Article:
A consumer advocacy group is trying to derail the sale of Financial Guaranty Insurance Corp. (FGIC) to investors led by The PMI Group, Inc., citing PMI's ties to the troubled Fairbanks Capital Corp.

Matthew Lee, executive director of the Bronx-based Inner City Press/Community on the Move, filed a 14-page protest with the New York State Insurance Department (NYSID), which must review the proposed sale. Lee describes Fairbanks as a "predatory mortgage servicer" and says PMI, as a 57% owner of Fairbanks, should be held accountable for questionable behavior at Fairbanks.

PMI spokesman John Wozman responded with a prepared statement, saying Fairbanks has a new senior management team - appointed in May - that is improving how the company operates. "PMI believes it has acted responsibly as a significant Fairbanks shareholder," the prepared statement said.

PMI, which operates primarily as a mortgage insurer, announced in August that it would lead a group of investors paying $2.16 billion for FCIG, a New York-based bond insurer and a unit of General Electric Capital Corp. (GECC). PMI would have a controlling 42% stake in FGIC after the acquisition, which it expects to finalize sometime in the fourth quarter.

The other investors are three private equity firms: the Blackstone Group and the Cypress Group, which would each own about 23% of FGIC, and CIVC/Bank of America, which would own 7%. GECC would retain 4.5% of the company.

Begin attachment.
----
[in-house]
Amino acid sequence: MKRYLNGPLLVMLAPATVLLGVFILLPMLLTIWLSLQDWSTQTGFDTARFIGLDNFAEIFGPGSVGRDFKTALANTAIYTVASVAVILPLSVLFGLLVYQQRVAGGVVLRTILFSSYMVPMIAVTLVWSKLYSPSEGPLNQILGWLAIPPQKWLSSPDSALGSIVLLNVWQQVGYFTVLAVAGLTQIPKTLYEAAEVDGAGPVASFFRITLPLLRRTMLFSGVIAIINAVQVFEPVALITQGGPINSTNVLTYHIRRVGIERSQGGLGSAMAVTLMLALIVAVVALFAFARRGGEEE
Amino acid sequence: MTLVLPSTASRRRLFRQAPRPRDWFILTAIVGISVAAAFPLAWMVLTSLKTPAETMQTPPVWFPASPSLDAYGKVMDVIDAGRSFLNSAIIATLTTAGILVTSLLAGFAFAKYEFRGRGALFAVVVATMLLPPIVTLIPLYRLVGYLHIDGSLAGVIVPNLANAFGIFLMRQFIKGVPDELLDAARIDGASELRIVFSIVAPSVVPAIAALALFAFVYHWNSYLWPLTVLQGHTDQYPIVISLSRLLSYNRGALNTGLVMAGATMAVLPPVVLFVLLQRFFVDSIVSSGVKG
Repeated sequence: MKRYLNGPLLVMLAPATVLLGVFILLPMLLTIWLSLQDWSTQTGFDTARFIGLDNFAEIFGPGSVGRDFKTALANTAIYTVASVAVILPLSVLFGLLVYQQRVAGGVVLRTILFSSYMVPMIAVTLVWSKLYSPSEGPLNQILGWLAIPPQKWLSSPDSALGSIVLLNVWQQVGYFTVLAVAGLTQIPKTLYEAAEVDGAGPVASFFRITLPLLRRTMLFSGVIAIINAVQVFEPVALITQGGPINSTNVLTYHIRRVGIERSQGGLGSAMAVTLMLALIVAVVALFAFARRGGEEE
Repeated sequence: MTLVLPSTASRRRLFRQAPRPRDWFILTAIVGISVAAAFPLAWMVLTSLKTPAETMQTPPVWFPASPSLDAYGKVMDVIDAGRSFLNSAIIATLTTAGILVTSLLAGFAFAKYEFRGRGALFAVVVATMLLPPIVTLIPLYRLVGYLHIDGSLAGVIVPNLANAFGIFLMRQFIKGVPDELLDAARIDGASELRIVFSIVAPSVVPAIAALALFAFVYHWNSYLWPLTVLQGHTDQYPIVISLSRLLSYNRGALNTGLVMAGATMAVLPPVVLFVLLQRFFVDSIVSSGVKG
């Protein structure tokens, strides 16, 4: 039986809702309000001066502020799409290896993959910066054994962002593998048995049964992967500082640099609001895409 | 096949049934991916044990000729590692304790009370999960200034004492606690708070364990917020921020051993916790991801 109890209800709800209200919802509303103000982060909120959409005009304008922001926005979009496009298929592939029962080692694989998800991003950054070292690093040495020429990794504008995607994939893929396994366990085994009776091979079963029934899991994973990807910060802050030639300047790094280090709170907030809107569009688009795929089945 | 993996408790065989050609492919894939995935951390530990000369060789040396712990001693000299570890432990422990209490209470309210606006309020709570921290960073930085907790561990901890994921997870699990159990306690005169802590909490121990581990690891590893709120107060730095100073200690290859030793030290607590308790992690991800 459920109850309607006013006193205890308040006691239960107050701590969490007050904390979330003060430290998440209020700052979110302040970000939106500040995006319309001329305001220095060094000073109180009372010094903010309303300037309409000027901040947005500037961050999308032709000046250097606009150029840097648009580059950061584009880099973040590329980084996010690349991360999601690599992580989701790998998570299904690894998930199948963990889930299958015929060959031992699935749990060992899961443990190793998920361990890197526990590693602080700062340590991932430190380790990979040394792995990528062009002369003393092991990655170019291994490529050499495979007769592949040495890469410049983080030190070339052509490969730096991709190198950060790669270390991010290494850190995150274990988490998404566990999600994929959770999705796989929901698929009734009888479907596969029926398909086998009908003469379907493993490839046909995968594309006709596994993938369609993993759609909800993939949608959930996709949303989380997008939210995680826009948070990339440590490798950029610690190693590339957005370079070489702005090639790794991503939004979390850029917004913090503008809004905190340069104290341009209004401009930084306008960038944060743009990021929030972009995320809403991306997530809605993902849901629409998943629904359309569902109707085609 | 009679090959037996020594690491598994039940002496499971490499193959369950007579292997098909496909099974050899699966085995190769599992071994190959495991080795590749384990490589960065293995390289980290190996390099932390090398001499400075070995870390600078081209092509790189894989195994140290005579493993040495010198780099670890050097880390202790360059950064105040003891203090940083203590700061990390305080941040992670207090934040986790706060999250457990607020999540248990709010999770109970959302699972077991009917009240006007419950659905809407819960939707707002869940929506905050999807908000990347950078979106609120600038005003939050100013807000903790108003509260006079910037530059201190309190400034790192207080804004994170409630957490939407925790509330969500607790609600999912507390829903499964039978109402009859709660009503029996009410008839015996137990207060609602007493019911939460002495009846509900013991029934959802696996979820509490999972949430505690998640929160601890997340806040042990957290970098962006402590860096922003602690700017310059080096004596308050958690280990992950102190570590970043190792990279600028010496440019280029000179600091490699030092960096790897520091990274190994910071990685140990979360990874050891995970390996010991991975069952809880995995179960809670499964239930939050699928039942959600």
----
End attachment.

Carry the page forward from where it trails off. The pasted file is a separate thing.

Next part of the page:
But the consumer advocacy group contends the sale would not be in the best interest of the public.

When an insurance company is purchased, the new owners are subject to a review that, under the state statute, encompasses a series of factors, including their integrity and track record, Lee said. He contends the problems at Fairbanks should be enough of a red flag for state regulators to bar PMI from any new acquisitions.

"They've harmed consumers. They're currently harming consumers, we believe. They shouldn't be allowed to buy another company until they stop doing that," Lee said in a phone interview.

Fairbanks, the nation's third-largest mortgage servicing company, is the target of numerous lawsuits around the country. The lawsuits contend that errors at Fairbanks caused mortgage customers to come close to foreclosure and, in some cases, even lose their homes. Other accusations include charging late fees for payments that were made on time and forcing more expensive property insurance on people who already had sufficient policies.

Because of such charges, Fairbanks is under investigation by the Federal Trade Commission (FTC) and the U.S. Department of Housing and Urban Development's Office of Inspector General (HUD). PMI, in its prepared statement, said, "Fairbanks is cooperating with regulators at every level."

Fairbanks lost its top servicer status from all three rating agencies in the spring. Standard & Poor's cited "systemic servicing issues" when lowering Fairbanks from "strong" to "below average" in April. S&P said the issues might be partly attributable to significant growth at Fairbanks, including the acquisition of two major portfolios, ContiMortgage's $9.4 billion and EquiCredit Corp.'s $26 billion, within the previous year and a half. But other factors that might be contributing to a "compliance-adverse environment" also concerned S&P, including insufficient management oversight and inadequate technology and training.

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